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For many years, X-rays have been used to diagnose and measure scoliosis (curvature of the spine). No matter how young or old the patient is or where the curve is located, this technique has continued to be simple and reliable. In this study, researchers from the Scoliosis Research Institute in Korea take another look at the Cobb angle measurement. They compare two different starting and ending points used in measuring the angle of the curve.
The Cobb angle is defined as the angle formed between a line drawn parallel to the superior endplate of one vertebra above the curve and a line drawn parallel to the inferior endplate of the vertebra one level below the curve. Superior means above and inferior refers to below. The endplate is a flat piece of cartilage that comes in direct contact with the disc as it sits in between two vertebrae.
An alternate way to measure the Cobb angle is by using the pedicles as the bony landmark instead of the endplates. The pedicles are used when the endplates don't show up distinctly on X-rays (usually because of the young age of the developing child). The pedicle connects the body of the vertebra to the vertebral arch or ring behind the vertebral body. The vertebral arch goes around the spinal cord to protect it, leaving an opening called the spinal canal for the spinal cord to travel from the brain down to the bottom of the spine.
This is the first study to compare the results using both the endplate and the pedicle method of measuring the Cobb angle. The authors thought perhaps age and location of the curve might make a difference in the Cobb measurements. But as it turns out, after measuring over 300 X-rays using both methods, there was no statistical difference between the two methods. And to make sure the results were accurate, there were three different examiners using a digitized computer system to make the measurements and compare them. Each measurement was calculated three separate times by each of the three examiners. The examiners included two spine surgeons and a spine fellow with years of experience reading X-rays.
Only children with a thoracic (middle spine) scoliosis were included and only one curve (the major or biggest one) was measured. The researchers paid attention to the ages of the children and the location of the curves for each age group. The groups were divided into under seven years old, seven to 10 years old, and older than 10. The curves were divided into mild, moderate, and severe categories affecting the upper, middle, or lower thoracic spine.
They even analyzed how accurate each examiner was from one measurement to the other (since they had to repeat each angle three times). This is called intraobserver reliability. In order to be accurate enough to consider the measurements reliable, the measurements must be the same (or very close) each time. And then they compared interobserver reliability -- that's to see how close the three examiners came to each other in their measurements.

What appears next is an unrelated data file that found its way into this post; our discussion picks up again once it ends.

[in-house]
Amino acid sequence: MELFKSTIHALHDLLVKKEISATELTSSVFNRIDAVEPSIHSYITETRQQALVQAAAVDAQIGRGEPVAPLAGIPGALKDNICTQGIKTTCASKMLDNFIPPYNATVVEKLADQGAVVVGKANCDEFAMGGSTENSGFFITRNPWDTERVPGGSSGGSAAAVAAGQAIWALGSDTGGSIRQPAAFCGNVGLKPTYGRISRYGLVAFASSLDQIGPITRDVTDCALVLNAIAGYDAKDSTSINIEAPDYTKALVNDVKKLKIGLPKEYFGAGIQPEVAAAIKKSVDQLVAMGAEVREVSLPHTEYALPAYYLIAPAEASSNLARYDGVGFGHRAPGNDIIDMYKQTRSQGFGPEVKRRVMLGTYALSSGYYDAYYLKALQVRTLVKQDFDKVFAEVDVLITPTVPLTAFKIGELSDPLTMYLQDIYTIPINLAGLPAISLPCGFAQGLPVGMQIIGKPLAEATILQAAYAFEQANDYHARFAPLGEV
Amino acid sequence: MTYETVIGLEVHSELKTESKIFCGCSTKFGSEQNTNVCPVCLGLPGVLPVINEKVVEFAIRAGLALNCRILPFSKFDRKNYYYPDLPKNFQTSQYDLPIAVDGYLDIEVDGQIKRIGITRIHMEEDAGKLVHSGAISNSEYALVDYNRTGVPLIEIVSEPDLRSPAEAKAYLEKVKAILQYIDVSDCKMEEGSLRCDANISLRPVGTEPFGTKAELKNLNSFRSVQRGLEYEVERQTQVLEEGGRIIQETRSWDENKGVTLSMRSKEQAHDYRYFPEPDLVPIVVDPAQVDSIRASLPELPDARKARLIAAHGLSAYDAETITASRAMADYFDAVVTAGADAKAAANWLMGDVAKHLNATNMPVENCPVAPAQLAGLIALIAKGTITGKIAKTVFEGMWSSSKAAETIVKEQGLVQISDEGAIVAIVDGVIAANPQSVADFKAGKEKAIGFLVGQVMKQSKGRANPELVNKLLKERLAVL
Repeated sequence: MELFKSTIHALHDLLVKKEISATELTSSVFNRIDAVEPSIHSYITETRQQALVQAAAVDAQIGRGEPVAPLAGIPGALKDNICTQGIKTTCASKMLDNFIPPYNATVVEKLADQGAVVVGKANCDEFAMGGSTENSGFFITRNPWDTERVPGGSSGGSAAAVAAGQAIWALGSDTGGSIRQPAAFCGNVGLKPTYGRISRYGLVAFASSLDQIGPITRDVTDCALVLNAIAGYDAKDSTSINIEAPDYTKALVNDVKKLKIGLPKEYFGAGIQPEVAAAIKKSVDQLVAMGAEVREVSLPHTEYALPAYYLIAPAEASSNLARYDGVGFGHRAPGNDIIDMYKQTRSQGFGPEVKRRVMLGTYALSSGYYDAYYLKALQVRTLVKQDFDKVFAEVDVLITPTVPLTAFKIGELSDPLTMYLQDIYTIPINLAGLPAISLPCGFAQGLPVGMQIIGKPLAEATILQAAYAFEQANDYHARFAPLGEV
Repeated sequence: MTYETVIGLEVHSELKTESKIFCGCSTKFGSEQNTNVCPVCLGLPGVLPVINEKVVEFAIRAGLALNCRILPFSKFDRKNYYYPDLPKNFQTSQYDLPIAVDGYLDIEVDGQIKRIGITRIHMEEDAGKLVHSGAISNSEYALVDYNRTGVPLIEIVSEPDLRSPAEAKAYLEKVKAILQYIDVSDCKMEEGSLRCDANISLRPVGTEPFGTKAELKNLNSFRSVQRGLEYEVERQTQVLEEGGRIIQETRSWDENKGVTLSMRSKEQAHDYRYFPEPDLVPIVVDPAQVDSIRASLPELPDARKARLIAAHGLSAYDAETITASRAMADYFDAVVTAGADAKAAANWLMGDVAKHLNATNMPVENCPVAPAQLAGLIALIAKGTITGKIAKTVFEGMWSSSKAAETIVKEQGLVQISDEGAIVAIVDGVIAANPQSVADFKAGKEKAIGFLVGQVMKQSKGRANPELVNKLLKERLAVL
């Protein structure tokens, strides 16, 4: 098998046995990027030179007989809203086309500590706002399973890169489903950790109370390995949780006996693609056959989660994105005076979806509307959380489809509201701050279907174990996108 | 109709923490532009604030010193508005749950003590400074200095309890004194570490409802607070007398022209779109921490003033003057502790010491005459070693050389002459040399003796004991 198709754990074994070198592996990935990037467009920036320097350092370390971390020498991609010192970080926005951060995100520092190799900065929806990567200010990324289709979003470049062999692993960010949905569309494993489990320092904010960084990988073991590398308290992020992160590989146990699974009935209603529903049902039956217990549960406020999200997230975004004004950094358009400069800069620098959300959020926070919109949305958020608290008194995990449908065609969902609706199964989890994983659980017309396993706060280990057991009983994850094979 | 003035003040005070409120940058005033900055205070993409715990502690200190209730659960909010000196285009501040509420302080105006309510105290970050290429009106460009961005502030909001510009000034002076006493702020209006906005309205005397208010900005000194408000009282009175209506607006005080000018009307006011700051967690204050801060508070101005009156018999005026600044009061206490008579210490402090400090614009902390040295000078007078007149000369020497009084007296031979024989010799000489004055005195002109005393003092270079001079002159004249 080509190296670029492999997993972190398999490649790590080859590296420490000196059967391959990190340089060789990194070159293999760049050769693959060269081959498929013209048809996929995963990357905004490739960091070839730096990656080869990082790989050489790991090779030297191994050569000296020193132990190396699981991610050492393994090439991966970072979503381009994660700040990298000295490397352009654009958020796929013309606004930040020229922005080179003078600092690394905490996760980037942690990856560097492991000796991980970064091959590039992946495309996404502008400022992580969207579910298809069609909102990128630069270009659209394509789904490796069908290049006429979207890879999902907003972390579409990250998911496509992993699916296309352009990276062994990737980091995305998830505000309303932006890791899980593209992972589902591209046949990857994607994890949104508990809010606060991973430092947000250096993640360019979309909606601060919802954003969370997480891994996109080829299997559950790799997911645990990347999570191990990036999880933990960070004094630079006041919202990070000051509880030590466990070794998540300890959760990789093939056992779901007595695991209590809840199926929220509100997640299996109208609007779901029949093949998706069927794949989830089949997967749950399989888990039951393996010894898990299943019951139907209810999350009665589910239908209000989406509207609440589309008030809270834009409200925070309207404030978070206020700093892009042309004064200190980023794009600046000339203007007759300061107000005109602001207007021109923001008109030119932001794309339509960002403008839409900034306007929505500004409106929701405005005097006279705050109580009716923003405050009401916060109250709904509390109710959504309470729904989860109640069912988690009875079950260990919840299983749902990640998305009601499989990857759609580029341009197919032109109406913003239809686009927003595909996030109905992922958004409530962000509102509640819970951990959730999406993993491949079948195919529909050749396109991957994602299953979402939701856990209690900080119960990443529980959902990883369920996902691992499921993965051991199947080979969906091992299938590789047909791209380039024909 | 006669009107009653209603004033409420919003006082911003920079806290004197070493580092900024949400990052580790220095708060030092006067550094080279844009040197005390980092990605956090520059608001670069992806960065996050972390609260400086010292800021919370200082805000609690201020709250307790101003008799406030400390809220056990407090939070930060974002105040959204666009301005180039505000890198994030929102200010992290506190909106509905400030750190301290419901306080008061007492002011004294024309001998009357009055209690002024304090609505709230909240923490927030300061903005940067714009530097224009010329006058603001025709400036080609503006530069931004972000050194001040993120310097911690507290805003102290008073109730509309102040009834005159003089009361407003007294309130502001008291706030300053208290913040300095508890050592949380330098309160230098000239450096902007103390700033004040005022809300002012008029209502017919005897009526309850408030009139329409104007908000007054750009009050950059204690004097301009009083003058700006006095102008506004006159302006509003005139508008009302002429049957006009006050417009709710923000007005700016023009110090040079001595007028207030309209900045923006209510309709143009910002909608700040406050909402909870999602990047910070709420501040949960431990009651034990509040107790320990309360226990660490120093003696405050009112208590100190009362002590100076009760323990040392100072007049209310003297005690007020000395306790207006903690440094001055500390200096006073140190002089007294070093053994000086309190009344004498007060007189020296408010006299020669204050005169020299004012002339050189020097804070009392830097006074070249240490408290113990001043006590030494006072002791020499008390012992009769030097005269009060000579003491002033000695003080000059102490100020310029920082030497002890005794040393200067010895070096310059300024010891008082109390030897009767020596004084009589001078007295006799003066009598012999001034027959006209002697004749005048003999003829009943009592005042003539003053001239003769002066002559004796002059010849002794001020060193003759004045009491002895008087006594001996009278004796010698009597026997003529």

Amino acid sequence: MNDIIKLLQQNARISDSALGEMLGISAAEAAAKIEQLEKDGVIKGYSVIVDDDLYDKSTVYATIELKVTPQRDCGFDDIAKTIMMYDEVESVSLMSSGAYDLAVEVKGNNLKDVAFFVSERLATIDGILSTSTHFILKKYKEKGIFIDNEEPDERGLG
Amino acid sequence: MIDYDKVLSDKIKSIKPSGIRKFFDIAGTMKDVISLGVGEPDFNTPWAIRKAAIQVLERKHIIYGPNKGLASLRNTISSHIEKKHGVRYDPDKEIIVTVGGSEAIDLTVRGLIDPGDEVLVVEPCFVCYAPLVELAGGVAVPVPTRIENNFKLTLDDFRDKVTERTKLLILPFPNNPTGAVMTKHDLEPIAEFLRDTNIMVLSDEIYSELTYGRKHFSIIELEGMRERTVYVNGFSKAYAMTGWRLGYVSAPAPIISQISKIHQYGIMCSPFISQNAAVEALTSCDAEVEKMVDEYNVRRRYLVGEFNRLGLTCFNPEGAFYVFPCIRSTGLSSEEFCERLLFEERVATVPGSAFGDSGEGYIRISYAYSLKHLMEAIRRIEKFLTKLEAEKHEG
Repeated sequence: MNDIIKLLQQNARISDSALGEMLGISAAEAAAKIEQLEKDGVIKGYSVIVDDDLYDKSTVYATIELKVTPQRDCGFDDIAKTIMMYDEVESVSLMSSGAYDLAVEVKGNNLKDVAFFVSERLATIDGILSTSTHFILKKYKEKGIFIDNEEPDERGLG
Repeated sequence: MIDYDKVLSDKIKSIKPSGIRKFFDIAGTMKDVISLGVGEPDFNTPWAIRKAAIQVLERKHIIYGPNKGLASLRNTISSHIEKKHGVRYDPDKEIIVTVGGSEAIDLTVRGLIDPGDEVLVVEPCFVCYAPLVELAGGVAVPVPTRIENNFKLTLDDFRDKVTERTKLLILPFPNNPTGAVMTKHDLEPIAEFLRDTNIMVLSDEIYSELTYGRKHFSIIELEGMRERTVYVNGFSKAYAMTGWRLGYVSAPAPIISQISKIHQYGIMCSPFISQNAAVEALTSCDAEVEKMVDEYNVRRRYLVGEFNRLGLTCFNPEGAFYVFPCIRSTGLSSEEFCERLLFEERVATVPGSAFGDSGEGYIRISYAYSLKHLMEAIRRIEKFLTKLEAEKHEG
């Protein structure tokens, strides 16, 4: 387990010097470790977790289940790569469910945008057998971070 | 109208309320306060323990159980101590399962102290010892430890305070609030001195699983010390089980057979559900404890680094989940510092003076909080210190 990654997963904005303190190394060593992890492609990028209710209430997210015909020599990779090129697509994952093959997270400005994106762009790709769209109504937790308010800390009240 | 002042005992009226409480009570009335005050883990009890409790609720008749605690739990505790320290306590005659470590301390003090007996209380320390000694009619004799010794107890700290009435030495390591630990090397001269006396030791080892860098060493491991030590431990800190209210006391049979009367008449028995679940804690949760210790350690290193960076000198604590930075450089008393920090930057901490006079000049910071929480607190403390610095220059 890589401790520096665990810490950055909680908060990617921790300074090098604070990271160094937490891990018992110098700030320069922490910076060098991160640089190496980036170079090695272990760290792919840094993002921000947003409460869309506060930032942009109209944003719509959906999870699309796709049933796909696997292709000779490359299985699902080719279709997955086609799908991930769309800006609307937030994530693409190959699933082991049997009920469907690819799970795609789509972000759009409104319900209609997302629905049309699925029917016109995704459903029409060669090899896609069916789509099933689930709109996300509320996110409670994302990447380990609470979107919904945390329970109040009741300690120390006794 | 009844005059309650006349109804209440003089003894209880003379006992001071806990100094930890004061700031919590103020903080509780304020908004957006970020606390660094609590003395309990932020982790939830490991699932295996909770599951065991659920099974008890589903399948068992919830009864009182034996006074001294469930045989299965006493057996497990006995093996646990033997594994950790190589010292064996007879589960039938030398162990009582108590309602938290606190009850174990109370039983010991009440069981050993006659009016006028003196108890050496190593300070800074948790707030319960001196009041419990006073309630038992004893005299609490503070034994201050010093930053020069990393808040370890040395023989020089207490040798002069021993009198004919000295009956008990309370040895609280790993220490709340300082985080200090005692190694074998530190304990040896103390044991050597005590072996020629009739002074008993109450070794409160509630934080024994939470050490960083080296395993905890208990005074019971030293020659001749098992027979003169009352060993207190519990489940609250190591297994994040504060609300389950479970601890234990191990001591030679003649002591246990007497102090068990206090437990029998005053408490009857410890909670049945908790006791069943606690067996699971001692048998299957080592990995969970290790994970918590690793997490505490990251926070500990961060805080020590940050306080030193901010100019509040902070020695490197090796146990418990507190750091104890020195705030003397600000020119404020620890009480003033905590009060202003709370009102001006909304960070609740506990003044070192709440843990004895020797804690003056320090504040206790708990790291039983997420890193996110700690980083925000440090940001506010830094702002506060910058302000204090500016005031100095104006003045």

The results were still the same: no statistical difference using pedicle versus endplate as the top and bottom for the angles. Minor differences were noted that didn't amount to much. For example, there was less intraobserver variability when the pedicle method was used. And the reliability seemed to improve when using the pedicle method for the youngest group (less than seven years old). Interobserver results were pretty much the same no matter which method was used and for all age groups and curve locations. Larger curves (more than 40 degrees) seemed to be easier to measure reliably and accurately using the pedicle method.
The authors make note of the fact that they tried to eliminate as many places for error as possible in the study. Instead of letting the examiners choose where to begin and end the measurements, everyone was told which vertebrae to use as the top and bottom. Using digital radiographs also helped by eliminating the need for special tools (e.g., protractors for measuring angles), pencils, and markers. The consistency in measurements obtained may really directly link these factors.
Cobb angles are important when evaluating scoliosis because they help guide the surgeon in making treatment recommendations. Regardless of the method used to measure the Cobb angle, there are still challenges to face. Indistinct landmarks, vertebral bodies that are tilted, and unusual shapes of the endplates can affect measurements that rely on the endplate method. Having an alternate method using the pedicles may be helpful in some cases. Without digital computerized radiograms, the authors cannot guarantee the methods will yield the same results. That would require another study making these same comparisons without the availability of a digitized system by using standard (noncomputerized) X-rays.
Reference: Satyen S. Mehta, MS, MRCS, et al. Interobserver and Intrabserver Reliability of Cobb Angle Measurement: Endplate Versus Pedicle as Bony Landmarks for Measurement: A Statistical Analysis. In Journal of Pediatric Orthopaedics. October/November 2009. Vol. 29. No. 7. Pp. 749-754.